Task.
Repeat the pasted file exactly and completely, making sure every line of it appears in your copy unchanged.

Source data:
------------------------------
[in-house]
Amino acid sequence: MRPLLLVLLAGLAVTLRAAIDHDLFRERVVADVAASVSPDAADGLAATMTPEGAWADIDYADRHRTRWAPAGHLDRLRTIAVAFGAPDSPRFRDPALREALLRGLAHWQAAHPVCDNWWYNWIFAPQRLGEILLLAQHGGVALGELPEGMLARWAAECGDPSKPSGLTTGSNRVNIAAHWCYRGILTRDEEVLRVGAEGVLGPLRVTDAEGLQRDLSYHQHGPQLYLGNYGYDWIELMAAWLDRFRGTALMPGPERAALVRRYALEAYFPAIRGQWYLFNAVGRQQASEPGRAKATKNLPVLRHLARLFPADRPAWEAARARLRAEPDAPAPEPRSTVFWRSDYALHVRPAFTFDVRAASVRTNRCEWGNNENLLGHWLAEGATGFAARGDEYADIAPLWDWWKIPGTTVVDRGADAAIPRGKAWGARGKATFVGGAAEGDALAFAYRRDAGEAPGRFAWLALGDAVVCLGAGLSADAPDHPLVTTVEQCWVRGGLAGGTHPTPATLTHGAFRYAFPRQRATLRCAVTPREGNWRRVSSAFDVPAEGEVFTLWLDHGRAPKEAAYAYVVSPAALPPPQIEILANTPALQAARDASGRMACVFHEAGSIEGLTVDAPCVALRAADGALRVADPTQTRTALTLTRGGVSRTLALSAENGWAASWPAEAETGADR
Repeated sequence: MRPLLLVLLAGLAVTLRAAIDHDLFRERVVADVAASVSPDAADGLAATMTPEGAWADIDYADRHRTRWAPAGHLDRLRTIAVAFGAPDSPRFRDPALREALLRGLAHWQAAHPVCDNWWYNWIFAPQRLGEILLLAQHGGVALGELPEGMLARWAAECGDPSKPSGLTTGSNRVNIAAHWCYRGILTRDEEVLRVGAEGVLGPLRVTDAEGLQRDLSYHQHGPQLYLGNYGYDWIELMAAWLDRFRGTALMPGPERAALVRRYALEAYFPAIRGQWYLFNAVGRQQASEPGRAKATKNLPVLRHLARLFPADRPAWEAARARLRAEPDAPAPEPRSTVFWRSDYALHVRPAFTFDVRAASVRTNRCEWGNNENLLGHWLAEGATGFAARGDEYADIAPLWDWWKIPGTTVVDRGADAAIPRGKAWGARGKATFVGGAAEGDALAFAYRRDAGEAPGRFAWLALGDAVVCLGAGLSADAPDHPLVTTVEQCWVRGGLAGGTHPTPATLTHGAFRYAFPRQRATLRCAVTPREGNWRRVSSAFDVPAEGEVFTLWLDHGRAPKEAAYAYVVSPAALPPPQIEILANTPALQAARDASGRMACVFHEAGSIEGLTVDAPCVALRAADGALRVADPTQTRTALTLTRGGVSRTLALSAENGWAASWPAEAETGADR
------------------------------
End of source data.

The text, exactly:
[in-house]
Amino acid sequence: MRPLLLVLLAGLAVTLRAAIDHDLFRERVVADVAASVSPDAADGLAATMTPEGAWADIDYADRHRTRWAPAGHLDRLRTIAVAFGAPDSPRFRDPALREALLRGLAHWQAAHPVCDNWWYNWIFAPQRLGEILLLAQHGGVALGELPEGMLARWAAECGDPSKPSGLTTGSNRVNIAAHWCYRGILTRDEEVLRVGAEGVLGPLRVTDAEGLQRDLSYHQHGPQLYLGNYGYDWIELMAAWLDRFRGTALMPGPERAALVRRYALEAYFPAIRGQWYLFNAVGRQQASEPGRAKATKNLPVLRHLARLFPADRPAWEAARARLRAEPDAPAPEPRSTVFWRSDYALHVRPAFTFDVRAASVRTNRCEWGNNENLLGHWLAEGATGFAARGDEYADIAPLWDWWKIPGTTVVDRGADAAIPRGKAWGARGKATFVGGAAEGDALAFAYRRDAGEAPGRFAWLALGDAVVCLGAGLSADAPDHPLVTTVEQCWVRGGLAGGTHPTPATLTHGAFRYAFPRQRATLRCAVTPREGNWRRVSSAFDVPAEGEVFTLWLDHGRAPKEAAYAYVVSPAALPPPQIEILANTPALQAARDASGRMACVFHEAGSIEGLTVDAPCVALRAADGALRVADPTQTRTALTLTRGGVSRTLALSAENGWAASWPAEAETGADR
Repeated sequence: MRPLLLVLLAGLAVTLRAAIDHDLFRERVVADVAASVSPDAADGLAATMTPEGAWADIDYADRHRTRWAPAGHLDRLRTIAVAFGAPDSPRFRDPALREALLRGLAHWQAAHPVCDNWWYNWIFAPQRLGEILLLAQHGGVALGELPEGMLARWAAECGDPSKPSGLTTGSNRVNIAAHWCYRGILTRDEEVLRVGAEGVLGPLRVTDAEGLQRDLSYHQHGPQLYLGNYGYDWIELMAAWLDRFRGTALMPGPERAALVRRYALEAYFPAIRGQWYLFNAVGRQQASEPGRAKATKNLPVLRHLARLFPADRPAWEAARARLRAEPDAPAPEPRSTVFWRSDYALHVRPAFTFDVRAASVRTNRCEWGNNENLLGHWLAEGATGFAARGDEYADIAPLWDWWKIPGTTVVDRGADAAIPRGKAWGARGKATFVGGAAEGDALAFAYRRDAGEAPGRFAWLALGDAVVCLGAGLSADAPDHPLVTTVEQCWVRGGLAGGTHPTPATLTHGAFRYAFPRQRATLRCAVTPREGNWRRVSSAFDVPAEGEVFTLWLDHGRAPKEAAYAYVVSPAALPPPQIEILANTPALQAARDASGRMACVFHEAGSIEGLTVDAPCVALRAADGALRVADPTQTRTALTLTRGGVSRTLALSAENGWAASWPAEAETGADR